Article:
A panel of entrepreneurs from around the US were assembled and asked about what mattered most to them and their business in the context of the city governance and infrastructure. The answers surprised the participants – what they cared most about was livability. They wanted a city to be a place that they wanted to live in and that would attract high-talent workers across many industries.
The idea of livability and attractiveness surfaced in many other discussions. Taken alone, it seems obvious, however taken in the context of what is the most important service of a city – creating a livable and attractive space was counter to the traditional notion of a city providing electricity, water, sewer, police, etc. The core of the discussion might be summarizes as: people-centered infrastructure design.
An exemplar of such design was mentioned by several participants: The Hunt Library on Centennial Campus of North Carolina State University. What was most surprising, is that the exemplar was not from Boston or the cities where any of the participants lived, demonstrating a national attractiveness for this library.
The Hunt Library was completed in 2013 and received rave national reviews from top news outlets, such as Time and the Wall Street Journal and has received dozens of architectural awards, including the Stanford Prize for Innovation in Research Libraries. The reason? It goes against everything we have thought a library was. Entering on the main floor, one is awed by a 4-story open atrium that continues for the entire length of the building, surrounded by floor to ceiling windows. The area is composed of comfortable seating that would be the envy of any coffee house and a small technology showcase where students can check out non-traditional items, such as HD cameras, ipads, latpops, audio recorders and more. Fifty percent of the 4 story library is open and created for the use and enjoyment of students. It is a magnet for students and faculty due to its beauty, comfort and proximity to technology and resources. The other fifty percent, which represent the floors adjacent to the 4-story atrium, are not full of books – but rather room after room of meeting space, computers and multimedia rooms. Technology access includes multiple professional recording studios, a full green-screen video production room and likely the most used – a Game Lab that features a 20 foot screen for students to play and create video games. The Hunt library combines the draw of beauty and comfort with technology that most students and faculty would never have access to. It is truly a magnet for people and epitomizes the idea of people-centered design.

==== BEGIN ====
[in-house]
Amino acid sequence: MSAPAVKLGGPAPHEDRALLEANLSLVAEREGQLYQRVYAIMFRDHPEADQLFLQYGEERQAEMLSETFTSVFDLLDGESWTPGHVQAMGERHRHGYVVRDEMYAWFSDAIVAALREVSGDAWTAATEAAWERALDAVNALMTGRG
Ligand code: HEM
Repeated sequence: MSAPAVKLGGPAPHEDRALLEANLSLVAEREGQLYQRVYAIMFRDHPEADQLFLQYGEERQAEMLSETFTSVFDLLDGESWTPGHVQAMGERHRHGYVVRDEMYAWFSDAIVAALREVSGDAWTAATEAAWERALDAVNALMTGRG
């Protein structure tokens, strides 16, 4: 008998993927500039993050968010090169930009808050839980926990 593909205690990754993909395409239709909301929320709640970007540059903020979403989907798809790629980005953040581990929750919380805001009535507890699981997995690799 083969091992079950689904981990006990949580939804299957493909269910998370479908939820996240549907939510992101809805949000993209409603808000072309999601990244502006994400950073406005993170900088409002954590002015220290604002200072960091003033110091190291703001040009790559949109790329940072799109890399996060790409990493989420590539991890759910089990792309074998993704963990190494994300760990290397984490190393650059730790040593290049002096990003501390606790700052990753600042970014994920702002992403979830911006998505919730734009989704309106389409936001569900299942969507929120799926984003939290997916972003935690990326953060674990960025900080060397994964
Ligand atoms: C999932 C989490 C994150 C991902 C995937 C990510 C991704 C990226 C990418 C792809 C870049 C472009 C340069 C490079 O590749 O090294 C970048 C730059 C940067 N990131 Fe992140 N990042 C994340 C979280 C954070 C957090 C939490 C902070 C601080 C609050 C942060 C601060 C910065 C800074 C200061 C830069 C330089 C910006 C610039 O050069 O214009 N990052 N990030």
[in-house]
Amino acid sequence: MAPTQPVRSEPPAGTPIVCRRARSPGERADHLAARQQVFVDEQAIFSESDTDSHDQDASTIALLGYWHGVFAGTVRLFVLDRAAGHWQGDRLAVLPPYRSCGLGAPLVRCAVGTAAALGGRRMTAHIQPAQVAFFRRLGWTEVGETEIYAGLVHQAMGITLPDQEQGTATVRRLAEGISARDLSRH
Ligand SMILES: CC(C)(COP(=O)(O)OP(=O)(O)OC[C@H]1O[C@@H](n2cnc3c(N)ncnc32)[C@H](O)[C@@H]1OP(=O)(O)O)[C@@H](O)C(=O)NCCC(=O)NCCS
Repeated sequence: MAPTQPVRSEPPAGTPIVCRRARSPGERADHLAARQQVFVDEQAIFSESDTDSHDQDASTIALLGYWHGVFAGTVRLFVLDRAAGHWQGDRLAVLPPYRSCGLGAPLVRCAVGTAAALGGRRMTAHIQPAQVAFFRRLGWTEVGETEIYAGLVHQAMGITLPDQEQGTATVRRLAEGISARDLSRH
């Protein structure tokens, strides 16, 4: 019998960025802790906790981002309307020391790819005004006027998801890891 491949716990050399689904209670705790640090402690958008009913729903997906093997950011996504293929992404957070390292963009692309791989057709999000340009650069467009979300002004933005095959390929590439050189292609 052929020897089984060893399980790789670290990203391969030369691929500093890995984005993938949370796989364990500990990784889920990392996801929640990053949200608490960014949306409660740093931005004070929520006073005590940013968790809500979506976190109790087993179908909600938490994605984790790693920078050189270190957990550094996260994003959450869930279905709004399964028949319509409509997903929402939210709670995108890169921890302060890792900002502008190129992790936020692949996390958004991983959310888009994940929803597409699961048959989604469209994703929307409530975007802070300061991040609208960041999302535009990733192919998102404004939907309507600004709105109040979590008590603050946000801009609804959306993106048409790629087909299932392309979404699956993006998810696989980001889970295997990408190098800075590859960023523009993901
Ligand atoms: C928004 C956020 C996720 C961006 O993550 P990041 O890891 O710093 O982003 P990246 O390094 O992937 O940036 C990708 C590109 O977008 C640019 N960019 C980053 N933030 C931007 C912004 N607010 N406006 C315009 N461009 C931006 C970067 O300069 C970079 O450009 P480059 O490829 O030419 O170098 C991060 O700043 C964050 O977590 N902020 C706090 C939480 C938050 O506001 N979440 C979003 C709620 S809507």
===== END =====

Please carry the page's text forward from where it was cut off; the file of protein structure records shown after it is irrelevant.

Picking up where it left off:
If you are wondering where are the books? They are in the basement – where a multi-story robot handles all of the shelving and check out. Just click on your book online and in 5 min the robot has brought it to the circulation desk.